Writing: ***** And now we come to what I liked least, by far, about this novel. It was 368 pages of solid telling. And no, I'm not exaggerating at all. There was no showing whatsoever in this novel. (See this post for an explanation of showing vs. telling. In short: showing=good, telling=bad.)
So, apparently, the author of Project Cain is under the impression that using no showing and all telling throughout an entire novel is an innovative way of writing a novel targeted towards more reluctant readers. He considers this use of constant and incessant telling an example of "devices, voice and structure I simply didn’t see being used in most other current YA novels". (This quote came from here.)
Um. There is one very good reason why most current YA novels don't read like a textbook. It's that people don't like to read telling. People want showing. Showing is engaging and enjoyable. Telling, not so much. And it didn't work for me in Project Cain any more than it has in any other novel I've read.
The use of the word "like" also bothered me. The narration (first person, from Jeffrey's point of view) would, like, say "like" in casual narration. And that, like, grated on my, like, nerves. Just because, like, many teenagers say it, like, all the time doesn't mean you have to use it in your narration. There's, like, a fine line between making narration sound realistic and being too realistic.
Likes: Nothing not already mentioned above.
Not-so-great: 1. Yet another wild author-responding-poorly-to-uncomplimentary-review appears! I'm not going to take the time to rant about my full views on this subject, because 1. you probably don't want to hear it and 2. it makes me so mad, it might not fit into this review anyway. If you want to know more about what happened, go here. I will say, though, that I don't like the idea of authors directly interacting with book bloggers, whether the review is positive or not. There needs to be a healthy amount of space between bloggers and authors, otherwise the reviews can't be honest, because we'll all be afraid of authors with lawyers watching over our shoulders all the time. An author once commented on my review of his book, and even though it was a four star review, it still made me a little uncomfortable.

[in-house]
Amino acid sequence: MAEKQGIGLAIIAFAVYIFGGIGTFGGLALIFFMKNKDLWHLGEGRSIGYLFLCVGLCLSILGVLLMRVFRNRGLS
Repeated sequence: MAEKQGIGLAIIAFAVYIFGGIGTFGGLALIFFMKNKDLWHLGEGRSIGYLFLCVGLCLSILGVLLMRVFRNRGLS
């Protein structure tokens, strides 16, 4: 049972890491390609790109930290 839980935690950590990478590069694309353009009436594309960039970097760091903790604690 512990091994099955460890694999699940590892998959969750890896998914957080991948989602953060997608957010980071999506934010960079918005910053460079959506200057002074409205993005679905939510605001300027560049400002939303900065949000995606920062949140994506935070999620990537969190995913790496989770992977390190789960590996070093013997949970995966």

2. Did anyone else feel a bit of eye strain and the beginning of a headache after watching this book's trailer? So many yellow dots...my eyeballs do not thank me for watching that.
3. Am I the only one becomes suspicious when an author's name is similar to the main character's name? I understand that Geoffrey Girard was using the name of an actual person, Jeffrey Dahmer, to name his main character. Still, though, whenever I see this kind of similarity, I can't help but think that the main character is just a thinly disguised version of the author. This might or might not be true, but it bothers me. It would be like me, whose name is Anne, writing about an Ann. It would be weird.
Overall: This is how the author described this novel: "If there were a party of good YA books about serial killers, Project Cain would indeed be the creepy one standing outside the window. But it’s not to join them. It’s to douse their house in gasoline, and just maybe strike a match…" (quote source) Good grief. I don't even know how to respond to that. In my opinion, Project Cain was an entire novel narrated entirely by telling, which was not enjoyable. Some aspects I liked, like the main character, Jeffrey, and all his complexities. Otherwise, though, I didn't enjoy this much. The plot was unfocused, and, again, THE TELLING.
Similar Books: It reminds me of The House of the Scorpion in that the main character is a clone, and is a little like Unwind in the same regard (though Unwind doesn't technically involve cloning). It involves top-secret, sketchy science experiments like Virals or Mila 2.0.
*This is totally random, but does anyone else know the Imagine Dragons song 'Bleeding Out'? There's that line "With the darkness fed/I will be your scarecrow". That line never made sense to me, but now whenever I hear it, I think of Jonathan Crane/the Scarecrow. And suddenly it makes so much sense.